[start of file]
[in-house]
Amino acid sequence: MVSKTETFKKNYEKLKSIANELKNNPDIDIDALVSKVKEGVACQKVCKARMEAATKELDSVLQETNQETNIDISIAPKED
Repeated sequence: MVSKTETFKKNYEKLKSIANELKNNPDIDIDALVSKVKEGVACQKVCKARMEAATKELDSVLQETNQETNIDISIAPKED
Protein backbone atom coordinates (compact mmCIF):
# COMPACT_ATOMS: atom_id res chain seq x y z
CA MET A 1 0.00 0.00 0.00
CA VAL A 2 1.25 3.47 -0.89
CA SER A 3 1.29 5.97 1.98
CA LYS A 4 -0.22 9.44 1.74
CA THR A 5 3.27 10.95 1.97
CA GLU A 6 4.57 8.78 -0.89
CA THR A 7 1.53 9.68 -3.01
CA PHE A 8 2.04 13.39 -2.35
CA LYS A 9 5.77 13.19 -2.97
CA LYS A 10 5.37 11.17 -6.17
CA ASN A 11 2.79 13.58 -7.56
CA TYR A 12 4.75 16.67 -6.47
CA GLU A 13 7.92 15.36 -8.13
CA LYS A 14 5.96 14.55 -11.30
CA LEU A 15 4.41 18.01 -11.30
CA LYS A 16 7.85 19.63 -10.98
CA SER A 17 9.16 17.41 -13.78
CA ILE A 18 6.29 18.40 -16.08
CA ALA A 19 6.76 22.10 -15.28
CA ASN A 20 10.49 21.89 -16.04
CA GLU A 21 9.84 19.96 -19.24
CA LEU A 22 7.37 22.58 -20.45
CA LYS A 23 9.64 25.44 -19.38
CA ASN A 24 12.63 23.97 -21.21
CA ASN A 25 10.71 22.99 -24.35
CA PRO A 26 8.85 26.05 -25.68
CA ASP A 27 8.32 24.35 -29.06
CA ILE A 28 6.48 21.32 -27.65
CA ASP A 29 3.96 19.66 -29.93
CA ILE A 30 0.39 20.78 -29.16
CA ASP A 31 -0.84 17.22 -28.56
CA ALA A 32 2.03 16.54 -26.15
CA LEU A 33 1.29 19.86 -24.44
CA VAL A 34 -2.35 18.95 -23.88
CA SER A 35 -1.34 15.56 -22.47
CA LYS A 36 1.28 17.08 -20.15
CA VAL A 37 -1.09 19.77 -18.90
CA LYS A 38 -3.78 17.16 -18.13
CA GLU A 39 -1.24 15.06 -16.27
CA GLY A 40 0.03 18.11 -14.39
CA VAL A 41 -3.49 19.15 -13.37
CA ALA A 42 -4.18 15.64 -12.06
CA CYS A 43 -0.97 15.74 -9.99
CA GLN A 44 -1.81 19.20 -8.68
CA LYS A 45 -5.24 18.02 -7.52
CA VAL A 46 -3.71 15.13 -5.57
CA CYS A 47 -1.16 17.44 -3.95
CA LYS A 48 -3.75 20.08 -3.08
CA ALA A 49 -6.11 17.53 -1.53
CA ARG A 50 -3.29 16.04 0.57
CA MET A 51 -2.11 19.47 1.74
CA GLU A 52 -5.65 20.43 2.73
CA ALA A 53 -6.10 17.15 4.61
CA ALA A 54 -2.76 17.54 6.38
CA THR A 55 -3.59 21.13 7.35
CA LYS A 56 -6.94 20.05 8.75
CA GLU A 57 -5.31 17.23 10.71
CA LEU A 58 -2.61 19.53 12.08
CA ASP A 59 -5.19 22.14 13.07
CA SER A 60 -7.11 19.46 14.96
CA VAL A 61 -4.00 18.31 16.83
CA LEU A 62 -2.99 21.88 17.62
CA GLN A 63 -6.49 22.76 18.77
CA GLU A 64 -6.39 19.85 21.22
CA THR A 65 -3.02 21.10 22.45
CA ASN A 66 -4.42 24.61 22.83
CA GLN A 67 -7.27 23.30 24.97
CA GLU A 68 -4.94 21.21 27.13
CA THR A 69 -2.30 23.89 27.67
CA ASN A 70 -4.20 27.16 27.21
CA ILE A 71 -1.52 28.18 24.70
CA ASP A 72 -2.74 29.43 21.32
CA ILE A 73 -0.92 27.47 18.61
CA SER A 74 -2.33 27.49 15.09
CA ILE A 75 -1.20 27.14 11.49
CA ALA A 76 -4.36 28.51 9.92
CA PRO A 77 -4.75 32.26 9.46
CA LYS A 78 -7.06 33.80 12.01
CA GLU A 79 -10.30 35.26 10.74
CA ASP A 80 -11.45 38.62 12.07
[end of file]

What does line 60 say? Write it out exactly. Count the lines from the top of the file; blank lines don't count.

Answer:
CA THR A 55 -3.59 21.13 7.35